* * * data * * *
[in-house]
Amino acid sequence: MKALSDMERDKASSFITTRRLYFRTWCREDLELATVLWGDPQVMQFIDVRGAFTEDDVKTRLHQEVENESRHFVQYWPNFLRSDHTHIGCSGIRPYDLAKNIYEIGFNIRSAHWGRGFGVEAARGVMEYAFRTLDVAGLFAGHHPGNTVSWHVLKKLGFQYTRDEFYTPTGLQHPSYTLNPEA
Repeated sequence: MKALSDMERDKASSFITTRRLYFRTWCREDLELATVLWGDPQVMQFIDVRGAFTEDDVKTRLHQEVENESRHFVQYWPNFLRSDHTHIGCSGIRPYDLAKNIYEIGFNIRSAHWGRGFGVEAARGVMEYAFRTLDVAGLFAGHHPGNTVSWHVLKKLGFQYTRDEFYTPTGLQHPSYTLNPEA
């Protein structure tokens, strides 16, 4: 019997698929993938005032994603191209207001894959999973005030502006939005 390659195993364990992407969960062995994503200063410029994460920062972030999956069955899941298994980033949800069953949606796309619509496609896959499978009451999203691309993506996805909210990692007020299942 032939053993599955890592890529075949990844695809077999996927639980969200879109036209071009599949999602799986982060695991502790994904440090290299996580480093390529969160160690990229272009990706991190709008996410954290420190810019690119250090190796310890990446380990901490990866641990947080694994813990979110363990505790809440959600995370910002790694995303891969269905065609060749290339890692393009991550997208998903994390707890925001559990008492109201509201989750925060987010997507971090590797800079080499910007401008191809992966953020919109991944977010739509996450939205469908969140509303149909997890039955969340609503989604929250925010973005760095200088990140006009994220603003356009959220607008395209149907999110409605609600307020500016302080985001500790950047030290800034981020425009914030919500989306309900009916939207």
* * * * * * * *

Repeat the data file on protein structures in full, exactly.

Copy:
[in-house]
Amino acid sequence: MKALSDMERDKASSFITTRRLYFRTWCREDLELATVLWGDPQVMQFIDVRGAFTEDDVKTRLHQEVENESRHFVQYWPNFLRSDHTHIGCSGIRPYDLAKNIYEIGFNIRSAHWGRGFGVEAARGVMEYAFRTLDVAGLFAGHHPGNTVSWHVLKKLGFQYTRDEFYTPTGLQHPSYTLNPEA
Repeated sequence: MKALSDMERDKASSFITTRRLYFRTWCREDLELATVLWGDPQVMQFIDVRGAFTEDDVKTRLHQEVENESRHFVQYWPNFLRSDHTHIGCSGIRPYDLAKNIYEIGFNIRSAHWGRGFGVEAARGVMEYAFRTLDVAGLFAGHHPGNTVSWHVLKKLGFQYTRDEFYTPTGLQHPSYTLNPEA
């Protein structure tokens, strides 16, 4: 019997698929993938005032994603191209207001894959999973005030502006939005 390659195993364990992407969960062995994503200063410029994460920062972030999956069955899941298994980033949800069953949606796309619509496609896959499978009451999203691309993506996805909210990692007020299942 032939053993599955890592890529075949990844695809077999996927639980969200879109036209071009599949999602799986982060695991502790994904440090290299996580480093390529969160160690990229272009990706991190709008996410954290420190810019690119250090190796310890990446380990901490990866641990947080694994813990979110363990505790809440959600995370910002790694995303891969269905065609060749290339890692393009991550997208998903994390707890925001559990008492109201509201989750925060987010997507971090590797800079080499910007401008191809992966953020919109991944977010739509996450939205469908969140509303149909997890039955969340609503989604929250925010973005760095200088990140006009994220603003356009959220607008395209149907999110409605609600307020500016302080985001500790950047030290800034981020425009914030919500989306309900009916939207």